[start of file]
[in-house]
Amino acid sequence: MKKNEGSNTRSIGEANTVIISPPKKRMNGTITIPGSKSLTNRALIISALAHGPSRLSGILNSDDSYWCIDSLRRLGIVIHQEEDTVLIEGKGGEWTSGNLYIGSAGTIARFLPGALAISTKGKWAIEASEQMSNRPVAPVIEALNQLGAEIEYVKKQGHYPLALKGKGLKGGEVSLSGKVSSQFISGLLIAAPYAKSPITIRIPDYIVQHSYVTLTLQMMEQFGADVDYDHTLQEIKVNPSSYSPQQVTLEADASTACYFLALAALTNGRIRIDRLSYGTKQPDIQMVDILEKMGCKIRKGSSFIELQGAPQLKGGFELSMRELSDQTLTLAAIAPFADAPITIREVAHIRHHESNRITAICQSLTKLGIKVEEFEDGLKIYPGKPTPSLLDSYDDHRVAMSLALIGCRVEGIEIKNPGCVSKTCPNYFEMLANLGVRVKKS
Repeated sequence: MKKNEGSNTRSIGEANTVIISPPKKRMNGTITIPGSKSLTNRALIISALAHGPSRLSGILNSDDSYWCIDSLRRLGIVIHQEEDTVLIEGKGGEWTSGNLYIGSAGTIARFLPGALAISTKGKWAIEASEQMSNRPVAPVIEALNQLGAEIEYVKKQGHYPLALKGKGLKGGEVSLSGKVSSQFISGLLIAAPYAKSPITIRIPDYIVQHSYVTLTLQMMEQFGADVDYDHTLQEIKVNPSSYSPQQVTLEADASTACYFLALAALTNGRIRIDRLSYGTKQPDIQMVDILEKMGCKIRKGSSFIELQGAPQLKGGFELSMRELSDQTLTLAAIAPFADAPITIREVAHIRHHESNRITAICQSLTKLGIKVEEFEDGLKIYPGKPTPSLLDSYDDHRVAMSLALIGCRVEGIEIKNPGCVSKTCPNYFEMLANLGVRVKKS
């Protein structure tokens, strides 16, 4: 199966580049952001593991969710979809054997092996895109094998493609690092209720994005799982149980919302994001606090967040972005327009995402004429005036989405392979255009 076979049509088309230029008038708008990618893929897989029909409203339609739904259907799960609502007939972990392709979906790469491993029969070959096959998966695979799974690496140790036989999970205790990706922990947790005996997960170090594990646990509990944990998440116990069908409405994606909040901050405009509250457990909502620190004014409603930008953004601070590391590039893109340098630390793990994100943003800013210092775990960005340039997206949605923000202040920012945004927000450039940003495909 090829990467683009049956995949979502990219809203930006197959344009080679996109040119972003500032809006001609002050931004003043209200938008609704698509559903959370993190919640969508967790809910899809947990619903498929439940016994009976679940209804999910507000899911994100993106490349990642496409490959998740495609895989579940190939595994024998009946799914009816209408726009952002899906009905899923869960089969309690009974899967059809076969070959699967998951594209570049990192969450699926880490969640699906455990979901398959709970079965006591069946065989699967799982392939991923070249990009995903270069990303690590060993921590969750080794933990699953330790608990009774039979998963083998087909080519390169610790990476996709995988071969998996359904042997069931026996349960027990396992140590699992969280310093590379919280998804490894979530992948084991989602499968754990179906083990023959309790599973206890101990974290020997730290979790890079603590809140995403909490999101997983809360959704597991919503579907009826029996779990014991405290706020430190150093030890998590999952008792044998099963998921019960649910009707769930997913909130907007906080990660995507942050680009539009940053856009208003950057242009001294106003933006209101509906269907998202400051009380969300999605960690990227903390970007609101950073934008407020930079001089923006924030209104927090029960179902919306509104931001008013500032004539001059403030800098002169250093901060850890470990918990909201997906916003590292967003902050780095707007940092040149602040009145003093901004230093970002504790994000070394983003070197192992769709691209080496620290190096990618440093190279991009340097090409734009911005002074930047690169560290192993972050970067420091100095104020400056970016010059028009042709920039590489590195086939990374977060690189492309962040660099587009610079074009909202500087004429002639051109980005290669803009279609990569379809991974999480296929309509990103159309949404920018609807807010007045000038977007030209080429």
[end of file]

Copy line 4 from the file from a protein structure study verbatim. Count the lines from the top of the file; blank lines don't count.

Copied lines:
């Protein structure tokens, strides 16, 4: 199966580049952001593991969710979809054997092996895109094998493609690092209720994005799982149980919302994001606090967040972005327009995402004429005036989405392979255009 076979049509088309230029008038708008990618893929897989029909409203339609739904259907799960609502007939972990392709979906790469491993029969070959096959998966695979799974690496140790036989999970205790990706922990947790005996997960170090594990646990509990944990998440116990069908409405994606909040901050405009509250457990909502620190004014409603930008953004601070590391590039893109340098630390793990994100943003800013210092775990960005340039997206949605923000202040920012945004927000450039940003495909 090829990467683009049956995949979502990219809203930006197959344009080679996109040119972003500032809006001609002050931004003043209200938008609704698509559903959370993190919640969508967790809910899809947990619903498929439940016994009976679940209804999910507000899911994100993106490349990642496409490959998740495609895989579940190939595994024998009946799914009816209408726009952002899906009905899923869960089969309690009974899967059809076969070959699967998951594209570049990192969450699926880490969640699906455990979901398959709970079965006591069946065989699967799982392939991923070249990009995903270069990303690590060993921590969750080794933990699953330790608990009774039979998963083998087909080519390169610790990476996709995988071969998996359904042997069931026996349960027990396992140590699992969280310093590379919280998804490894979530992948084991989602499968754990179906083990023959309790599973206890101990974290020997730290979790890079603590809140995403909490999101997983809360959704597991919503579907009826029996779990014991405290706020430190150093030890998590999952008792044998099963998921019960649910009707769930997913909130907007906080990660995507942050680009539009940053856009208003950057242009001294106003933006209101509906269907998202400051009380969300999605960690990227903390970007609101950073934008407020930079001089923006924030209104927090029960179902919306509104931001008013500032004539001059403030800098002169250093901060850890470990918990909201997906916003590292967003902050780095707007940092040149602040009145003093901004230093970002504790994000070394983003070197192992769709691209080496620290190096990618440093190279991009340097090409734009911005002074930047690169560290192993972050970067420091100095104020400056970016010059028009042709920039590489590195086939990374977060690189492309962040660099587009610079074009909202500087004429002639051109980005290669803009279609990569379809991974999480296929309509990103159309949404920018609807807010007045000038977007030209080429």